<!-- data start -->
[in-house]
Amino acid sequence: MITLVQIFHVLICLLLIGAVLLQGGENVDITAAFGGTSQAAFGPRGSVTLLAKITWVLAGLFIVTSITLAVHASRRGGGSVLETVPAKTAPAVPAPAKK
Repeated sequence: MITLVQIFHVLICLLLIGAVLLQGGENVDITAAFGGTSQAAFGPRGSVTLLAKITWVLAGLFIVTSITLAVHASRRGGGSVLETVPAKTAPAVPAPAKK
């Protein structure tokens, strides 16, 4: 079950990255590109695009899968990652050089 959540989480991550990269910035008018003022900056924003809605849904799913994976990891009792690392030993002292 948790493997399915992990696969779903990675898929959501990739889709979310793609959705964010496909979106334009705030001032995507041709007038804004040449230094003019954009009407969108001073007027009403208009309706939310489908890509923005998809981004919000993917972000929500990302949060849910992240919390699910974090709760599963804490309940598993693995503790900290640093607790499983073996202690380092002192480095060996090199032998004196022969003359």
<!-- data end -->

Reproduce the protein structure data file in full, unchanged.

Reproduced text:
[in-house]
Amino acid sequence: MITLVQIFHVLICLLLIGAVLLQGGENVDITAAFGGTSQAAFGPRGSVTLLAKITWVLAGLFIVTSITLAVHASRRGGGSVLETVPAKTAPAVPAPAKK
Repeated sequence: MITLVQIFHVLICLLLIGAVLLQGGENVDITAAFGGTSQAAFGPRGSVTLLAKITWVLAGLFIVTSITLAVHASRRGGGSVLETVPAKTAPAVPAPAKK
């Protein structure tokens, strides 16, 4: 079950990255590109695009899968990652050089 959540989480991550990269910035008018003022900056924003809605849904799913994976990891009792690392030993002292 948790493997399915992990696969779903990675898929959501990739889709979310793609959705964010496909979106334009705030001032995507041709007038804004040449230094003019954009009407969108001073007027009403208009309706939310489908890509923005998809981004919000993917972000929500990302949060849910992240919390699910974090709760599963804490309940598993693995503790900290640093607790499983073996202690380092002192480095060996090199032998004196022969003359």